Since the vast majority of Battle: Los Angeles is action, the standards it's held to aren't terribly demanding. And thankfully, we're treated to some good scenes, namely the final fight just before the end which, though not epic or revolutionary by any stretch, does feel nicely built up towards. Other stretches, primarily the first few, don't hold up quite so well; suffering from the all-too-familiar Michael Bay-esque directing style of quick cuts without showing much, if anything. Fortunately, by the time the antagonists have been revealed full-well, things are seen in a far more cohesive manner.
When looking at how the film stands up on a more fundamental and less action-oriented level, the cracks begin to quickly show. Probably the easiest issue to pinpoint is that everything here is incredibly derivative of other films (and even videogames). Independence Day, District 9, Terminator, Ghost Recon Advanced Warfighter, Modern Warfare, Resistance, Battlefield; the list of friends goes on. Another shame to find is that little-to-nothing is revealed about the invaders themselves. Most of the supporting characters also come and go without much development to find. Needless to say, this isn't much of a thinker's film, especially since most of what occurs on-screen is predictable.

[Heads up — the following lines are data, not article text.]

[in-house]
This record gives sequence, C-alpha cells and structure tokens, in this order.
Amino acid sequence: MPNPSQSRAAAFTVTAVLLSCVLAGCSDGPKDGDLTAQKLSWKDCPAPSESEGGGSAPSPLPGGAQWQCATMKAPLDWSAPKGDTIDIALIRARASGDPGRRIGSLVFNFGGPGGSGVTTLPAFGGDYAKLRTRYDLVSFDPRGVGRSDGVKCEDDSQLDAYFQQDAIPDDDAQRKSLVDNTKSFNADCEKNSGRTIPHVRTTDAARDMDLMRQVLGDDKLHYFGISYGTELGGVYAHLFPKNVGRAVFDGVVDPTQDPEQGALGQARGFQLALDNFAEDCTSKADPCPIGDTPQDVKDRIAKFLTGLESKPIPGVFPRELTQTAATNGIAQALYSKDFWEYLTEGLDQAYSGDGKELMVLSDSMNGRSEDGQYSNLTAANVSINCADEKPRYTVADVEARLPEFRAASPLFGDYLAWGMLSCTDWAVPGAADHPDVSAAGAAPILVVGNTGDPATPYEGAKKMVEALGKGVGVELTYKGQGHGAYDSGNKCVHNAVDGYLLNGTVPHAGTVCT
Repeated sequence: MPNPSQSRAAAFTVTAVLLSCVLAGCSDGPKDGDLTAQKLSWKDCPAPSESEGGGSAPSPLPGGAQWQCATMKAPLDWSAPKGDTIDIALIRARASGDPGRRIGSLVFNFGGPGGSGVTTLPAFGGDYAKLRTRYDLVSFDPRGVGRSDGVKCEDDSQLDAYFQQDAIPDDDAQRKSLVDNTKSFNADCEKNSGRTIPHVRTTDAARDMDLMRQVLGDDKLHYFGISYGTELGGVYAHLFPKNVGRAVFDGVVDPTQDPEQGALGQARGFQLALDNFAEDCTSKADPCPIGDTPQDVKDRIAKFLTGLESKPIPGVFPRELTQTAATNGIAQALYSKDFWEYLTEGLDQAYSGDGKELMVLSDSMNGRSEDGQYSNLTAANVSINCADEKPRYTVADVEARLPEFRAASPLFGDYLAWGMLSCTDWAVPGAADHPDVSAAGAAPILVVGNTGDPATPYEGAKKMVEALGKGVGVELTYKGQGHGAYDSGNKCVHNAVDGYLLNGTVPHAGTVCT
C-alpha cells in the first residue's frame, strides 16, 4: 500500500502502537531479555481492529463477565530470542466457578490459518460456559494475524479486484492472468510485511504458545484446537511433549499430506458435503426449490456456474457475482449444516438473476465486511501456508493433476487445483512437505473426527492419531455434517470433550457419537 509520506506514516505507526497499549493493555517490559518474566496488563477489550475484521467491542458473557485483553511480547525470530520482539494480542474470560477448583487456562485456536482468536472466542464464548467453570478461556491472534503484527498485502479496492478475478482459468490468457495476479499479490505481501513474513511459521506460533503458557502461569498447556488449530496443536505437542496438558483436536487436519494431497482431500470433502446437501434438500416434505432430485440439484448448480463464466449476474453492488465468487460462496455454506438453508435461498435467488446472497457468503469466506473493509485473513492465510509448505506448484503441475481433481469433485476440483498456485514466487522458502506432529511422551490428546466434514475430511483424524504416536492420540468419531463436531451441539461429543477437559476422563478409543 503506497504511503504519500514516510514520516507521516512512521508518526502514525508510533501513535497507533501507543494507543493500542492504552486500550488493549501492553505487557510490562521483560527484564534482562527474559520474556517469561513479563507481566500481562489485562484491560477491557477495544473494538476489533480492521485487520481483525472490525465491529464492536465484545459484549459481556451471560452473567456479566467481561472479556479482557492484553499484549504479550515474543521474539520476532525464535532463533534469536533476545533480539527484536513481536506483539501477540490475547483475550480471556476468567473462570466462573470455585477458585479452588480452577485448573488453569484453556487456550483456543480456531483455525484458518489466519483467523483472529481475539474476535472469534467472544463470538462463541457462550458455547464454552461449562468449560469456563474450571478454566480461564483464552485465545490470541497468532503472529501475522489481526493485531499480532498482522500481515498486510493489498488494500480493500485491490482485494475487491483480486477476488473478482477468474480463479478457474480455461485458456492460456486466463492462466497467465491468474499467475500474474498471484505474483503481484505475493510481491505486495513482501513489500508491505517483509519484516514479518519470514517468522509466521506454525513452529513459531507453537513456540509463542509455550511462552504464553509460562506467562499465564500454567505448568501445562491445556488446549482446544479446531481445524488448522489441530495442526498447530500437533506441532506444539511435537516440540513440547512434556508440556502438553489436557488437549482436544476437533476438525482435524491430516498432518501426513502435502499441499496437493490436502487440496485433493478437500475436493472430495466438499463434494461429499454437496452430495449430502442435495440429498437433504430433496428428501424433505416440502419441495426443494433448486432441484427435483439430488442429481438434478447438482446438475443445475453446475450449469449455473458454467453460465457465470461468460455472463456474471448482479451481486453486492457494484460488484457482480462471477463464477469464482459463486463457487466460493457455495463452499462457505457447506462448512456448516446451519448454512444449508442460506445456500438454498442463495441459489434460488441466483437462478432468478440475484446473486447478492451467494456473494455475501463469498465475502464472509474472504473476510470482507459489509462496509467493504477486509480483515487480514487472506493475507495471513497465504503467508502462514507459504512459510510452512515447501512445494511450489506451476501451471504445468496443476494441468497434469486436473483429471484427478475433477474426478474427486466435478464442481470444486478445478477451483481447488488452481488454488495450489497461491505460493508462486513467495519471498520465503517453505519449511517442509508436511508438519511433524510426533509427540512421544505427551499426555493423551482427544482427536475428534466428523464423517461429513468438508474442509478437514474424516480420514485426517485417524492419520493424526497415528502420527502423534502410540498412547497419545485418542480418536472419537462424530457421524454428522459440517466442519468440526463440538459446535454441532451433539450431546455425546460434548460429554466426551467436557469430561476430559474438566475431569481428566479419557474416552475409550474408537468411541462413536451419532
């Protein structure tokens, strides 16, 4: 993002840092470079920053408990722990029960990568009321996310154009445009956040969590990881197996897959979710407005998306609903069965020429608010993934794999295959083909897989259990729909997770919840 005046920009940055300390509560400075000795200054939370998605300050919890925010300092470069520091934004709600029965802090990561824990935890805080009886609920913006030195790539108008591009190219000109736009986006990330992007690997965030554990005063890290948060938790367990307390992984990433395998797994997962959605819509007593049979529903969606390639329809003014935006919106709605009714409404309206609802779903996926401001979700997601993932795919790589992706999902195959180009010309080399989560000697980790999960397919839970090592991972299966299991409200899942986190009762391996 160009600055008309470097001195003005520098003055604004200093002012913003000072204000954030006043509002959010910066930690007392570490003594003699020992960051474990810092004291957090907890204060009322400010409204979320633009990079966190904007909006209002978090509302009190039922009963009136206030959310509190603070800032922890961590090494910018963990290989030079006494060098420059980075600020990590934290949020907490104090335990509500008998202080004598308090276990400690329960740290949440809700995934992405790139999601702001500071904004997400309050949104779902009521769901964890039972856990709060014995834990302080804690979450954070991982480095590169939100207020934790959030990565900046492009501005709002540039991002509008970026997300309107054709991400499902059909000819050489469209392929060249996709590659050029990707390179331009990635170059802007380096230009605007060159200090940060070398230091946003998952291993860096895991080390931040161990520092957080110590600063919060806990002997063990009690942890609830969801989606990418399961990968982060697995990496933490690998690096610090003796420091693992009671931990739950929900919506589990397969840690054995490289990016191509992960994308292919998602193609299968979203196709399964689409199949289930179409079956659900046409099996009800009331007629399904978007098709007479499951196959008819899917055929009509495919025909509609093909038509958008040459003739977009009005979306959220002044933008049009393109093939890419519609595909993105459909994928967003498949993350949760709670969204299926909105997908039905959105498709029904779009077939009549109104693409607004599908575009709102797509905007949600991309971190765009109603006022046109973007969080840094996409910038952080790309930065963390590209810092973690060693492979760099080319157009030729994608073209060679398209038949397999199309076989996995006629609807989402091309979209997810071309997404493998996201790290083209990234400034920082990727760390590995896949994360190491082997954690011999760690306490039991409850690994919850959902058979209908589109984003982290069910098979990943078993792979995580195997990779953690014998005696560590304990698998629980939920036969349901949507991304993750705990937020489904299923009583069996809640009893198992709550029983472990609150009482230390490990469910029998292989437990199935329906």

Battle: Los Angeles is an easy film to figure out. If you like what you saw in the trailer(s) and are fine with getting 2 hours of that, then you should be content with what's present. But a detailed story and question-answering with regards to who, what and why are MIA, unfortunately. This is a shame since the film does show potential and even gives hints at being something more elaborate, but they're never delved into. Everything here is fundamental or, if you prefer, shallow. As an action film primarily judged on the on-screen conflicts, it suffices and holds up better than most of its typically-average precursors. Thus, junkies of the said genre will likely get what they're looking for while everyone else is better off waiting until the (good) summer releases.